Debates about freedom of speech — and whether there should be limits placed on speech that offends, particularly religious speech — are playing out on college campuses across the country.
They can make arrests and often operate as any local police department does. But as student journalists have discovered, it’s not always easy to get campus police at private schools to grant access to their records.
An SPLC audit of school district publication polices in Colorado and Oregon finds many of the policies are at odds with the states’ student free expression laws, designed to give students more rights.
A Pleasanton school district is overruling a high school yearbook’s decision to reject a senior photo that student editors deemed inappropriate.
A Wisconsin county has approved a new ordinance that makes it a criminal offense to send electronic messages that annoy, offend or ridicule, following the adoption of similar laws in the county's municipalities.
The University of Florida's independent student newspaper has suggested a settlement that could end its lawsuit against the university about a proposed policy that would give the school control of newspaper racks on campus.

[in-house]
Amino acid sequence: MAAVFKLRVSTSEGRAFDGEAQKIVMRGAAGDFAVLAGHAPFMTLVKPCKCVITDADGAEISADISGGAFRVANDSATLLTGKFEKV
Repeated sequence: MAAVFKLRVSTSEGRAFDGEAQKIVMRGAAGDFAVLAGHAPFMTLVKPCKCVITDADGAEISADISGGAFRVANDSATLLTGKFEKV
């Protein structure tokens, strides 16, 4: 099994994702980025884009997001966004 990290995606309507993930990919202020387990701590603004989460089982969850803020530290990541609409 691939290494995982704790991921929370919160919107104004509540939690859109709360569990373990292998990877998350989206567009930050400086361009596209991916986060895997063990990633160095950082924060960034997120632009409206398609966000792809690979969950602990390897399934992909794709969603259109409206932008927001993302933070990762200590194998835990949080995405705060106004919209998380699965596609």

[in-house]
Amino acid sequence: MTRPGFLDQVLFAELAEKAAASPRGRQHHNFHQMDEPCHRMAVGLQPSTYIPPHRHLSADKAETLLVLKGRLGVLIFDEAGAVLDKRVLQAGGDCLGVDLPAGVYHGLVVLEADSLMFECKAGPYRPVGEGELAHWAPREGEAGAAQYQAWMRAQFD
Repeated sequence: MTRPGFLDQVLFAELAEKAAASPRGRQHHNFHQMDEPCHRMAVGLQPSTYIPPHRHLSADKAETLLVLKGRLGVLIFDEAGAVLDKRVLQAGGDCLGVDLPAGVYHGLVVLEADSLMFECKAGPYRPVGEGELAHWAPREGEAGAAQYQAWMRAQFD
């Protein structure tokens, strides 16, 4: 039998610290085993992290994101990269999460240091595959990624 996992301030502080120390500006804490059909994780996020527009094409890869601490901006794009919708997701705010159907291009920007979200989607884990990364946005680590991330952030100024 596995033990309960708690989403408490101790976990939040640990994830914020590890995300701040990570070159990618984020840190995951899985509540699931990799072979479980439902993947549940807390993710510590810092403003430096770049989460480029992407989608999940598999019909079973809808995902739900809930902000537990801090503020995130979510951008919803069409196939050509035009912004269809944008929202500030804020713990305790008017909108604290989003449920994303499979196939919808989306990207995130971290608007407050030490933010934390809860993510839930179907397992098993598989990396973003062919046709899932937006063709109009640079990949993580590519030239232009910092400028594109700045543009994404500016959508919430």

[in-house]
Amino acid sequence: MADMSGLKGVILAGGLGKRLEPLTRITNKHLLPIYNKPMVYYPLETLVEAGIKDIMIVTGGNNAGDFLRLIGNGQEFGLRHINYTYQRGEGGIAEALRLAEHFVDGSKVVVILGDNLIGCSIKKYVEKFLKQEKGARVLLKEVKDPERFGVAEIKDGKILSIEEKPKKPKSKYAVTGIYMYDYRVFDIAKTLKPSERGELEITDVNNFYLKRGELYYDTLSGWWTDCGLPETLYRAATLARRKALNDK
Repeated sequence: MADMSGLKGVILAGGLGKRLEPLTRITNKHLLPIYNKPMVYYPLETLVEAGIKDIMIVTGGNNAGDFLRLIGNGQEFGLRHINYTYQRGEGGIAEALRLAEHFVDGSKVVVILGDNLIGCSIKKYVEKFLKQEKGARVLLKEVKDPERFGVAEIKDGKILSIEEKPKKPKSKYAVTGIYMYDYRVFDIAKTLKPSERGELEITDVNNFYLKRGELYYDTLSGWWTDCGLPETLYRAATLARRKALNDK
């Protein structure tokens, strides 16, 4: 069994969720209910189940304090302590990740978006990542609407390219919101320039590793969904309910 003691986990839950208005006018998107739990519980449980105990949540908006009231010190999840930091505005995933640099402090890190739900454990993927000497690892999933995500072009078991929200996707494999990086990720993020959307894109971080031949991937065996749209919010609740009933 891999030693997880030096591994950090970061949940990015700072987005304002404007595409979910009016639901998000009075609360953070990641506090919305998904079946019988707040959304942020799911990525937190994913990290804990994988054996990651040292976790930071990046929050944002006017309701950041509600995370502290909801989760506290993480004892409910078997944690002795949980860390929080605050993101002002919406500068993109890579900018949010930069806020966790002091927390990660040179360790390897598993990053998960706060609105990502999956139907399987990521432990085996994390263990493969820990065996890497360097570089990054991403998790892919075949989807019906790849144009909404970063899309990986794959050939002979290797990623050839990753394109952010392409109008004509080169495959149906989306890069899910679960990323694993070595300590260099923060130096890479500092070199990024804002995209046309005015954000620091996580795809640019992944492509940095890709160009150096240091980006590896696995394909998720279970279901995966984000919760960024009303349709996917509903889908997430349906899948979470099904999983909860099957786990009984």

Campus police stopped the editor of a Georgia college's student newspaper from talking to students and distributing a petition last week because he was outside the school’s free expression zone.
Officials at the University of Nebraska-Lincoln have released records related to its plan to privatize the university's health services following a letter from the state attorney general’s office that said the records were public.
A Texas college administrator who last year wanted reporters at a San Antonio College's student newspaper to pay him in exchange for interviews is no longer is employed.The relationship between former student life director Jorge Posadas and The Ranger has long been rocky.
An Ohio University graduate student photojournalist was arrested last week for attempting to take photos at the scene of a medical emergency.